Mesmerising And Magical,
This review is from: The Long Day Closes  [DVD] (DVD)
This 1992 film written and directed by Liverpool-born film-maker Terence Davies is something of a companion-piece to his Distant Voices, Still Lives (made four years earlier), stylistically similar and in this case focused on the life of 11-year old Bud (Leigh McCormack) and his Liverpudlian family (and is based on Davies' own memories and experiences of childhood). As with DV,SL Davies again paints an evocative and hypnotic picture of life as a working class Catholic in post-war Britain via series of vignettes (rather than a strong narrative) - this is not a film for anyone wanting anything resembling Hollywood multiplex 'thrills' - and, with his almost unique sense of how to combine the visual and aural, (for me at least) succeeds in producing a masterly, intimate little gem of a film.
Opening to a rousing musical fanfare, before Michael Coulter's camera pans to a rain-sodden, run-down Liverpool terraced street, Davies' film is never less than a mesmerising watch, full of long slow pans and extended shots of Bud and family members, his mother (Marjorie Yates), brothers John (Nicholas Lamont) and Kevin (Anthony Watson), and sister, Helen (Ayse Owens) and shot in suitably austere and muted colour (really quite close to the perhaps more 'natural' black-and-white of the era). Equally memorable is Davies' use of music (and sound) to evoke memories of the era - peppering his film with songs such as If You Were The Only Girl In The World and Me And My Shadow, and aural clips from films such as The Ladykillers, The Magnificent Ambersons and Kind Hearts And Coronets. Viewing the world predominantly through the intimacy of Bud's eyes, Davies gives us a whole series of nostalgia trips, including: bonfire night, fairgrounds, nightmares, Xmas, Auld Lang Syne, nuns, school playgrounds, the cane, bullying, women gossiping, a black man at the door, cocoa, BBC Home Service, nit inspections, washing hair in the sink, the process of erosion, the crucifixion, coal cellars and family sing-songs.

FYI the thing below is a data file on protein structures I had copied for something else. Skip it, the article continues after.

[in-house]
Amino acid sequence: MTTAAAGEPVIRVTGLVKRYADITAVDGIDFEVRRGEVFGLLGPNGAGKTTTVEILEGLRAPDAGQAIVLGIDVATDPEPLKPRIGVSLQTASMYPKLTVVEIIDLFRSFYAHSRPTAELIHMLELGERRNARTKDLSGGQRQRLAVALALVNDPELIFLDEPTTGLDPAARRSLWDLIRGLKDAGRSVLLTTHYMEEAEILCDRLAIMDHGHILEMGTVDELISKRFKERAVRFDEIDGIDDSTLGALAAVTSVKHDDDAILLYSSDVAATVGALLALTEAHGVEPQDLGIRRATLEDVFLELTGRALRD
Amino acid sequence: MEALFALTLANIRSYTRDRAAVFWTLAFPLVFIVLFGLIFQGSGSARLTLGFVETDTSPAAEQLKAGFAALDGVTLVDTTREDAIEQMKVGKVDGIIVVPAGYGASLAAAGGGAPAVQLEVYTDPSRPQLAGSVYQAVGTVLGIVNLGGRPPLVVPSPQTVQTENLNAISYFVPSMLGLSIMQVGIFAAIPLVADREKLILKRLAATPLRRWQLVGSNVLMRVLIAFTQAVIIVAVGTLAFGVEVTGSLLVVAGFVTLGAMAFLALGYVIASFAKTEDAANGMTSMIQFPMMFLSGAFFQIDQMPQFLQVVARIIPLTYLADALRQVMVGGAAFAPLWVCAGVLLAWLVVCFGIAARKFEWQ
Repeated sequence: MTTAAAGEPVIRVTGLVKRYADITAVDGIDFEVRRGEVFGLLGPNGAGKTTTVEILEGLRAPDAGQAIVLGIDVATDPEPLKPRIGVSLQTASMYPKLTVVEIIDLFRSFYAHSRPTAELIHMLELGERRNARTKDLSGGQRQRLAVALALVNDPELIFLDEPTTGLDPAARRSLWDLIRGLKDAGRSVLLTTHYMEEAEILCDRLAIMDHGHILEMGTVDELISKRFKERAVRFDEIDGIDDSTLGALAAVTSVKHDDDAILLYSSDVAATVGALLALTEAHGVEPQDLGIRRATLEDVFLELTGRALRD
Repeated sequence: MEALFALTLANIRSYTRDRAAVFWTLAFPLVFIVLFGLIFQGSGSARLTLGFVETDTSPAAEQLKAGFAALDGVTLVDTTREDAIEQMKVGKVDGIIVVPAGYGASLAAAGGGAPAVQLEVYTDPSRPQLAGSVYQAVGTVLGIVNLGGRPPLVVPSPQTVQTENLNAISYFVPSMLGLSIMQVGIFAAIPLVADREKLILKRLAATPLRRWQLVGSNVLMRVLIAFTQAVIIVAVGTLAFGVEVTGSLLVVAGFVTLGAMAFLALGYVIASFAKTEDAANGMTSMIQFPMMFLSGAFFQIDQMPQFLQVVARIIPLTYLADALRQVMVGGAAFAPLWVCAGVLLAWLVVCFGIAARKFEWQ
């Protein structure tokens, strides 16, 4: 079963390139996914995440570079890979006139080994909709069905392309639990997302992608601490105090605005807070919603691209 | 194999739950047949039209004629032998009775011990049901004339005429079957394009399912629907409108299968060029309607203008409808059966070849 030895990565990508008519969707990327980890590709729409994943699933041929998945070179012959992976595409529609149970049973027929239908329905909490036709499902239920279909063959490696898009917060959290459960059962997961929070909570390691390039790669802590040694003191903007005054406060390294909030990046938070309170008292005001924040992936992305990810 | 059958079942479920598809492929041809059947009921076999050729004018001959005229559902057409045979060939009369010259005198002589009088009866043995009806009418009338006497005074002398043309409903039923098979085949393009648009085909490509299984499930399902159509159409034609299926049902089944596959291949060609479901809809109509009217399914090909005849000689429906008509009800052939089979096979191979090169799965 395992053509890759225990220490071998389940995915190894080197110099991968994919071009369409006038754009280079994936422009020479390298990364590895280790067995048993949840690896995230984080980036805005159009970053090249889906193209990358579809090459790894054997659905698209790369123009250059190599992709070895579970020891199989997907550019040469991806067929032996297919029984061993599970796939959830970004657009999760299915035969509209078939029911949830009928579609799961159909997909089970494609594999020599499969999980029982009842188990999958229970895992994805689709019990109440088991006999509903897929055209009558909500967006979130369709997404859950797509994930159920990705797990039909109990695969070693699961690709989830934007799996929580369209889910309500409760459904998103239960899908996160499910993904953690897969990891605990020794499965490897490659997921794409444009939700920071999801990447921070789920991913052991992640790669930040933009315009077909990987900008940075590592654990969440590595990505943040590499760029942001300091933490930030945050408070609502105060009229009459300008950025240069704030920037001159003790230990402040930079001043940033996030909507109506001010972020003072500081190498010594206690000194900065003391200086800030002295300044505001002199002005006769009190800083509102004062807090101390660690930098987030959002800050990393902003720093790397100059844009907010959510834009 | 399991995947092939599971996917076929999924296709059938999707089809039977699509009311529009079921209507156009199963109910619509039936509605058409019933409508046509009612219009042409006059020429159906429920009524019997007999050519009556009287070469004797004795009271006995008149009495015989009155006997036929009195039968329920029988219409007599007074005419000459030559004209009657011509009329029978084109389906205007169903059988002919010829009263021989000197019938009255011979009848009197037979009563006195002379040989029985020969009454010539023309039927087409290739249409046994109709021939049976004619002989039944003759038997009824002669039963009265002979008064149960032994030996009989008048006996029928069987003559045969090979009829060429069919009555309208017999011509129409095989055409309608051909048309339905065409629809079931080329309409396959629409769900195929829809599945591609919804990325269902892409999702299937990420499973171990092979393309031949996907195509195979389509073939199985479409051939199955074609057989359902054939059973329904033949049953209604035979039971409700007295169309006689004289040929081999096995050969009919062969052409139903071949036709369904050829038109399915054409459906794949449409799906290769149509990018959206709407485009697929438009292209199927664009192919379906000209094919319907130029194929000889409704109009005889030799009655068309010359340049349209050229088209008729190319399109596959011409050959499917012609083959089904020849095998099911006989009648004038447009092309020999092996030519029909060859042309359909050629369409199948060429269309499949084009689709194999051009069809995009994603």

Acting-wise, Davies' cast are uniformly excellent and naturalistic. McCormack is a real discovery as the endearing, but increasingly frustrated and lonely, Bud ('Aw, go on mam'), whilst each of Yates, Lamont, Watson and Owens deliver simple, realistic portrayals of real people. Arguably, though, the acting honours are stolen by Tina Malone in her depiction of the frumpy, wise-cracking Edna ('I mean you could chop wood with my face, couldn't ya?') and her bantering with husband Curly (the equally impressive Jimmy Wilde), with his penchant for Peter Lorre, Edward G Robinson, etc, impressions.
Ultimately, however, I am left with a stunning visual impression made by Davies' film - the amazing, hypnotic sequence of light on a carpet (of all things!) to George Butterworth's A Shropshire Lad (plus the brilliant later use of the sweeping strings of Mahler's 10th symphony), a church statue of Jesus to Burns' Ae Fond Kiss and the mesmerising (that word again) concluding sequence of Davies' film as the remnants of sunlight fade into a cloudy, night sky to the tune of a choral version of Arthur Sullivan's song of the film's title (providing one of my favourite ever film endings).
Comparator films? Outside of Davies' other work, the vignette style, child viewpoint, and obsessions with cinema and radio call to my mind Woody Allen's Radio Days (without quite the comedy, of course). Whatever, for me the film is a masterpiece, surpassing my other favourite Davies works, the aforementioned Distant Voices, Still Lives and House Of Mirth.